The present paper examines the effects of a year-round hot and humid climatic regime on the acceptability of ambient temperatures that are warmer than preferred. Ninety-eight college-age subjects who were naturally acclimatized to Singapore's equatorial atmospheric environment were studied in 10 experiments. The research design consisted of two humidity levels (70% and 35% RH) and five temperatures falling on the warm side of the current ISO standard's predicted neutrality. Subjects were sedentary throughout the three-hour experiments and clothed in a standard uniform. Thermal sensation, comfort, and acceptability responses were recorded every 30 minutes. Using a 20% dissatisfaction criterion, the upper limit of the acceptable comfort zone at 70% RH was established at 27.6°C, while the corresponding value at 35% RH was 27.9°C. These results were in line with the predictions of the current international comfort standard (ISO 1984), despite the fact that the empirical bases of the standard were subjects from much colder climates than Singapore's (northern Europe and the United States). However, the current climate chamber results differ considerably from previously reported field study results.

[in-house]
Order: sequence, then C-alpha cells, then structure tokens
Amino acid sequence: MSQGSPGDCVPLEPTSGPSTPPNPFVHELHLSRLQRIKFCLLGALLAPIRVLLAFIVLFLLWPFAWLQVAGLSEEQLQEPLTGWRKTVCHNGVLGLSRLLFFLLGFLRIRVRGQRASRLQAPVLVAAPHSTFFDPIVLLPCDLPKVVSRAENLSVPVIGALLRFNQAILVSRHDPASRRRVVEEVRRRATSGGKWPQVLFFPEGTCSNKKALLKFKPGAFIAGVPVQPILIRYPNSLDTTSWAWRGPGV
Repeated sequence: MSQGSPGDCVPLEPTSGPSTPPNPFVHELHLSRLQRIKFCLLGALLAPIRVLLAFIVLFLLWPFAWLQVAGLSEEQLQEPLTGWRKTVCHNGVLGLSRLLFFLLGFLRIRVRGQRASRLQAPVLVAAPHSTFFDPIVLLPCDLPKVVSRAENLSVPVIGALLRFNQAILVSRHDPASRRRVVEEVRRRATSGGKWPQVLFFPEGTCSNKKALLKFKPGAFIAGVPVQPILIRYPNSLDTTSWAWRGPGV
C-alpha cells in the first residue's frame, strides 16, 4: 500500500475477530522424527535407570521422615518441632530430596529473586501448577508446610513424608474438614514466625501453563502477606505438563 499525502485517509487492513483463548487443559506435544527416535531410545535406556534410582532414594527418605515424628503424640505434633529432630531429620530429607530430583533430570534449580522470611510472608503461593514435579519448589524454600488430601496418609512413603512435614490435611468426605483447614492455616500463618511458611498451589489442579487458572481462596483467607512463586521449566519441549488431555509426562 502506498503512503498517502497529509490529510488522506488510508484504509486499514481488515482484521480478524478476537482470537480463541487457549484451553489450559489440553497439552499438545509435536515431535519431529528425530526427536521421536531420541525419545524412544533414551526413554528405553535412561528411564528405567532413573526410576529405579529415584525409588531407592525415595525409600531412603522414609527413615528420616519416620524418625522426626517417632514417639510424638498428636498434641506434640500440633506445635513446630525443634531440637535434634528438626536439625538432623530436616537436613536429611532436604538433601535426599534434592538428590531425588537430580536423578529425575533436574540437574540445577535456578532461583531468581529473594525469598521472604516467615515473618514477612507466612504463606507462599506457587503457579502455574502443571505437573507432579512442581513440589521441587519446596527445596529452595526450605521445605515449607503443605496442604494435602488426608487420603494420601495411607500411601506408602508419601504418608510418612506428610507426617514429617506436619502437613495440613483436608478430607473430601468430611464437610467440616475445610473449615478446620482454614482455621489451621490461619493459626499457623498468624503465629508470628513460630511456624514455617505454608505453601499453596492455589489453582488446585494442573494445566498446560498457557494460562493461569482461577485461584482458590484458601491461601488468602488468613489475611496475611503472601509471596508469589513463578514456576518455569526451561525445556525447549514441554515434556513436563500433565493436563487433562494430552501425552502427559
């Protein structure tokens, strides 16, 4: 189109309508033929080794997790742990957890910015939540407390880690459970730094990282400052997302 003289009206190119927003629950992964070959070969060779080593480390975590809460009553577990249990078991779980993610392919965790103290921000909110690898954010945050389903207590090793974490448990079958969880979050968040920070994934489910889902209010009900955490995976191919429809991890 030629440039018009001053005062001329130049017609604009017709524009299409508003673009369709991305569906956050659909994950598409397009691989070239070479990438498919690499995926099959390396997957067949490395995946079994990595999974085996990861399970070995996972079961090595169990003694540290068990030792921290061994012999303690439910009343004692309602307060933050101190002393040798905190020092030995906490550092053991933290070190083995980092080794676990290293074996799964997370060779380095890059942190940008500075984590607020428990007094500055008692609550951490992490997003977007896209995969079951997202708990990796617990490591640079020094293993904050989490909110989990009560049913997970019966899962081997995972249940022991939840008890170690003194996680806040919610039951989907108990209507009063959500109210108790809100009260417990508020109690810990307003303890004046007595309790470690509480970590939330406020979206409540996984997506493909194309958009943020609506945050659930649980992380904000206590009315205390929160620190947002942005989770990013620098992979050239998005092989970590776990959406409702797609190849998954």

|Number of pages||7|
|Issue number||pt 1|
|Publication status||Published - 1991|